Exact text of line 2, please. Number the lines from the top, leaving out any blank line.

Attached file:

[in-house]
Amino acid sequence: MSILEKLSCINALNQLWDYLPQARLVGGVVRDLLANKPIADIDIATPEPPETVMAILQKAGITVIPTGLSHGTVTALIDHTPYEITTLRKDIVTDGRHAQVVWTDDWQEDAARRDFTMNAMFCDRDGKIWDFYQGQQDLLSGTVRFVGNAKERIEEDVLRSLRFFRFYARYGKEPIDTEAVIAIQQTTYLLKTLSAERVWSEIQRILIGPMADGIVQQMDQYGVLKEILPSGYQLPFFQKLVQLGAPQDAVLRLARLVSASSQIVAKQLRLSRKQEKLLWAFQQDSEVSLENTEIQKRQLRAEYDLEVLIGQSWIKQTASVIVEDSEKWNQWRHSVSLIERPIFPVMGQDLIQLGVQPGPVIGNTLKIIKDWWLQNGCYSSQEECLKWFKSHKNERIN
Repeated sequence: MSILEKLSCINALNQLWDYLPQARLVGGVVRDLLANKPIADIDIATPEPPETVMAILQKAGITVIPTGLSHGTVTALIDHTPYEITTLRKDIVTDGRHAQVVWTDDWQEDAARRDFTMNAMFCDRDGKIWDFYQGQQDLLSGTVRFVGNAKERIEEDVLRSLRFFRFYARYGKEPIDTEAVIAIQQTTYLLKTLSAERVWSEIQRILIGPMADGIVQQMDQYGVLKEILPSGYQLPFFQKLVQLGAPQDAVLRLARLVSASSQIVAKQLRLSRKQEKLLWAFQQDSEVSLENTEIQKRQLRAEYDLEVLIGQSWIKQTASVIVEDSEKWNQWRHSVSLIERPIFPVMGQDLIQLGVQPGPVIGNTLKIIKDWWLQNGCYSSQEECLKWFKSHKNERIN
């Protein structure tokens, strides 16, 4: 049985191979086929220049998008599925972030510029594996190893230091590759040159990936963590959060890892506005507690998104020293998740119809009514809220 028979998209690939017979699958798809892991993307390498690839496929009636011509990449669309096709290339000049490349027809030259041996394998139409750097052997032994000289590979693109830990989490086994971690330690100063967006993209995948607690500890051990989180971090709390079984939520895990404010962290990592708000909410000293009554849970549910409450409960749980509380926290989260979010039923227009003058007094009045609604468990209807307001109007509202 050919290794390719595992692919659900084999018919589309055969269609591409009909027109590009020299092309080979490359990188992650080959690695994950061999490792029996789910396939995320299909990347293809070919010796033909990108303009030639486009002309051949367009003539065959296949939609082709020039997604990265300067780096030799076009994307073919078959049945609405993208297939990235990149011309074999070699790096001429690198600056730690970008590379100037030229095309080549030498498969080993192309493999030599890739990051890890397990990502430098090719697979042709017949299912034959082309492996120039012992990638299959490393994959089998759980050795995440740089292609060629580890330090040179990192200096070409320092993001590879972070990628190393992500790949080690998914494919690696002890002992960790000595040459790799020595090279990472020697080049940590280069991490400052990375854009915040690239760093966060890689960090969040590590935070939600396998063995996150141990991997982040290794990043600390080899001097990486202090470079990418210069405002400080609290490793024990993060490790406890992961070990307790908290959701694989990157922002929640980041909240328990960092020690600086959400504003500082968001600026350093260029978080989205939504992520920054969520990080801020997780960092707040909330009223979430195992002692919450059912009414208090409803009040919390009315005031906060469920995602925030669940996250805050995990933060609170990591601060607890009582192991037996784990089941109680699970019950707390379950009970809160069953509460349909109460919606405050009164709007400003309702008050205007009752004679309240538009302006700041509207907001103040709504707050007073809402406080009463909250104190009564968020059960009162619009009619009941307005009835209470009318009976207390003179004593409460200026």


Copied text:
Amino acid sequence: MSILEKLSCINALNQLWDYLPQARLVGGVVRDLLANKPIADIDIATPEPPETVMAILQKAGITVIPTGLSHGTVTALIDHTPYEITTLRKDIVTDGRHAQVVWTDDWQEDAARRDFTMNAMFCDRDGKIWDFYQGQQDLLSGTVRFVGNAKERIEEDVLRSLRFFRFYARYGKEPIDTEAVIAIQQTTYLLKTLSAERVWSEIQRILIGPMADGIVQQMDQYGVLKEILPSGYQLPFFQKLVQLGAPQDAVLRLARLVSASSQIVAKQLRLSRKQEKLLWAFQQDSEVSLENTEIQKRQLRAEYDLEVLIGQSWIKQTASVIVEDSEKWNQWRHSVSLIERPIFPVMGQDLIQLGVQPGPVIGNTLKIIKDWWLQNGCYSSQEECLKWFKSHKNERIN